“When you take this exhibition you see it as an extended hand to the public focussing on ‘roots’, national culture and its ties to a broader European culture. Roots, ideas and ways of thinking about one’s own past. The study of these topics takes place primarily at the Academy of Sciences and a number of universities. One area of study is the Rožmberk library, the remains of which are spread across all of Europe. Other aspects are economic and social questions, questions over how the dominion was created, financed and run. These are all different aspects addressed.”

Photo: Barbora Kmentová
As for individual pieces in the show, besides the several already mentioned, viewers should take special note of world-famous work by the Master of the Třeboň Alterpiece (also called the Master of Wittingau) who was active in the years 1380 to 1390. The show features two famous works by the Gothic painter: the Adoration of the Child at Hluboká and the Resurrection, showing the emaciated Christ standing above a stone coffin sealed shut. The painting differs in that more conventional works depicting the Resurrection with a divine and glorious Christ emerging from an open tomb.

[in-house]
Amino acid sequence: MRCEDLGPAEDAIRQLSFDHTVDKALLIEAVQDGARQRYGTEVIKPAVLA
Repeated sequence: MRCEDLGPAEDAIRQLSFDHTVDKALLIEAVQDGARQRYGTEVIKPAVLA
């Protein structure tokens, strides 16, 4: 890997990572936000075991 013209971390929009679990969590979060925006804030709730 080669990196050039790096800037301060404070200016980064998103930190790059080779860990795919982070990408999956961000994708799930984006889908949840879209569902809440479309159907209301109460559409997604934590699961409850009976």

In short, visitors can easily lose themselves for half a day at the Wallenstein Riding School, going from item to item, eying original glass containers, full sets of armour, paintings and forgotten manuscripts. The layout of the show itself is cool and serious, designed in a ‘conservative manner’, one of the architects who worked on the project, Jan Roháč says:

Photo: Barbora Kmentová
“We decided to keep the design low-key and fairly conservative to allow the viewer to study the pieces themselves. Basically, there is a front foyer as visitors enter the show, which is then broken into two columns with smaller rooms, kind of like chapels. The other big division is the Medieval period and the newer age. We think the exhibits themselves should be allowed to stand out, not the design, and that defined our approach.”

The Rožmberks continues at The Wallenstein Riding School throughout the summer until August 20th. Find more information at